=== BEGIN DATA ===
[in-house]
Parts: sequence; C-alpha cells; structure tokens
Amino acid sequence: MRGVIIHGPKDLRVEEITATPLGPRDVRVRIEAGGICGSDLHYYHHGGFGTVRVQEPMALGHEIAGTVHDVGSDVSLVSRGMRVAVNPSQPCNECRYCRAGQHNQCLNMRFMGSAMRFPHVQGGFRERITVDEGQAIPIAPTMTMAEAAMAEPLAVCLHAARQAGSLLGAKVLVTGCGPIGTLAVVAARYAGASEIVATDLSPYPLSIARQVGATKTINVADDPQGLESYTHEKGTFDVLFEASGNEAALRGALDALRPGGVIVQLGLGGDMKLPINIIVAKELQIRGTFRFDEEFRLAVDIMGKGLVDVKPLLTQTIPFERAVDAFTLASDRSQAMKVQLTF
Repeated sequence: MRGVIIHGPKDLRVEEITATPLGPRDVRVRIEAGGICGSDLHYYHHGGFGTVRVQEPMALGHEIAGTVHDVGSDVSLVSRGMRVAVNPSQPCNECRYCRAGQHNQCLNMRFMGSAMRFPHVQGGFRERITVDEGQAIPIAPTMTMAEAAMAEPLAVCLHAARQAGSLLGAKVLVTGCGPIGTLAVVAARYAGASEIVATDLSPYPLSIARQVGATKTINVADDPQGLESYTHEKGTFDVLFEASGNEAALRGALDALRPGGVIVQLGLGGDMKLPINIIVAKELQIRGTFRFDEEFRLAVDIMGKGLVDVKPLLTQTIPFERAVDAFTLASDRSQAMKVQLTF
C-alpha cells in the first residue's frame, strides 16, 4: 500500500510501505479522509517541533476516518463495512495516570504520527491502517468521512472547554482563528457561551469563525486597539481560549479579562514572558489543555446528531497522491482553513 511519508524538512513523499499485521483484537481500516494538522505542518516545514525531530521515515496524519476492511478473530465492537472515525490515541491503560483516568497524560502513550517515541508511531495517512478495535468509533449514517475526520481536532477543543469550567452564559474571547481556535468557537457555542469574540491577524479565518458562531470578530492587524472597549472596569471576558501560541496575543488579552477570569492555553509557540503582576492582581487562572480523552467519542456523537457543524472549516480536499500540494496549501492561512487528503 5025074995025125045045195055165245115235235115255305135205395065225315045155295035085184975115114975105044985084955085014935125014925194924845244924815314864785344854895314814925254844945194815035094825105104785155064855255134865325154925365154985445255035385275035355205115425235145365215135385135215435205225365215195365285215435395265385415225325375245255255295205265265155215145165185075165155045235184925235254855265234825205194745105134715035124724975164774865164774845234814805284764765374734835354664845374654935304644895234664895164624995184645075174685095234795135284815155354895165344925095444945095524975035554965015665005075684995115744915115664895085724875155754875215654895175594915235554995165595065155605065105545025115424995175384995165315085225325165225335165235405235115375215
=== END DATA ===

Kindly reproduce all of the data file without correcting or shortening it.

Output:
[in-house]
Parts: sequence; C-alpha cells; structure tokens
Amino acid sequence: MRGVIIHGPKDLRVEEITATPLGPRDVRVRIEAGGICGSDLHYYHHGGFGTVRVQEPMALGHEIAGTVHDVGSDVSLVSRGMRVAVNPSQPCNECRYCRAGQHNQCLNMRFMGSAMRFPHVQGGFRERITVDEGQAIPIAPTMTMAEAAMAEPLAVCLHAARQAGSLLGAKVLVTGCGPIGTLAVVAARYAGASEIVATDLSPYPLSIARQVGATKTINVADDPQGLESYTHEKGTFDVLFEASGNEAALRGALDALRPGGVIVQLGLGGDMKLPINIIVAKELQIRGTFRFDEEFRLAVDIMGKGLVDVKPLLTQTIPFERAVDAFTLASDRSQAMKVQLTF
Repeated sequence: MRGVIIHGPKDLRVEEITATPLGPRDVRVRIEAGGICGSDLHYYHHGGFGTVRVQEPMALGHEIAGTVHDVGSDVSLVSRGMRVAVNPSQPCNECRYCRAGQHNQCLNMRFMGSAMRFPHVQGGFRERITVDEGQAIPIAPTMTMAEAAMAEPLAVCLHAARQAGSLLGAKVLVTGCGPIGTLAVVAARYAGASEIVATDLSPYPLSIARQVGATKTINVADDPQGLESYTHEKGTFDVLFEASGNEAALRGALDALRPGGVIVQLGLGGDMKLPINIIVAKELQIRGTFRFDEEFRLAVDIMGKGLVDVKPLLTQTIPFERAVDAFTLASDRSQAMKVQLTF
C-alpha cells in the first residue's frame, strides 16, 4: 500500500510501505479522509517541533476516518463495512495516570504520527491502517468521512472547554482563528457561551469563525486597539481560549479579562514572558489543555446528531497522491482553513 511519508524538512513523499499485521483484537481500516494538522505542518516545514525531530521515515496524519476492511478473530465492537472515525490515541491503560483516568497524560502513550517515541508511531495517512478495535468509533449514517475526520481536532477543543469550567452564559474571547481556535468557537457555542469574540491577524479565518458562531470578530492587524472597549472596569471576558501560541496575543488579552477570569492555553509557540503582576492582581487562572480523552467519542456523537457543524472549516480536499500540494496549501492561512487528503 5025074995025125045045195055165245115235235115255305135205395065225315045155295035085184975115114975105044985084955085014935125014925194924845244924815314864785344854895314814925254844945194815035094825105104785155064855255134865325154925365154985445255035385275035355205115425235145365215135385135215435205225365215195365285215435395265385415225325375245255255295205265265155215145165185075165155045235184925235254855265234825205194745105134715035124724975164774865164774845234814805284764765374734835354664845374654935304644895234664895164624995184645075174685095234795135284815155354895165344925095444945095524975035554965015665005075684995115744915115664895085724875155754875215654895175594915235554995165595065155605065105545025115424995175384995165315085225325165225335165235405235115375215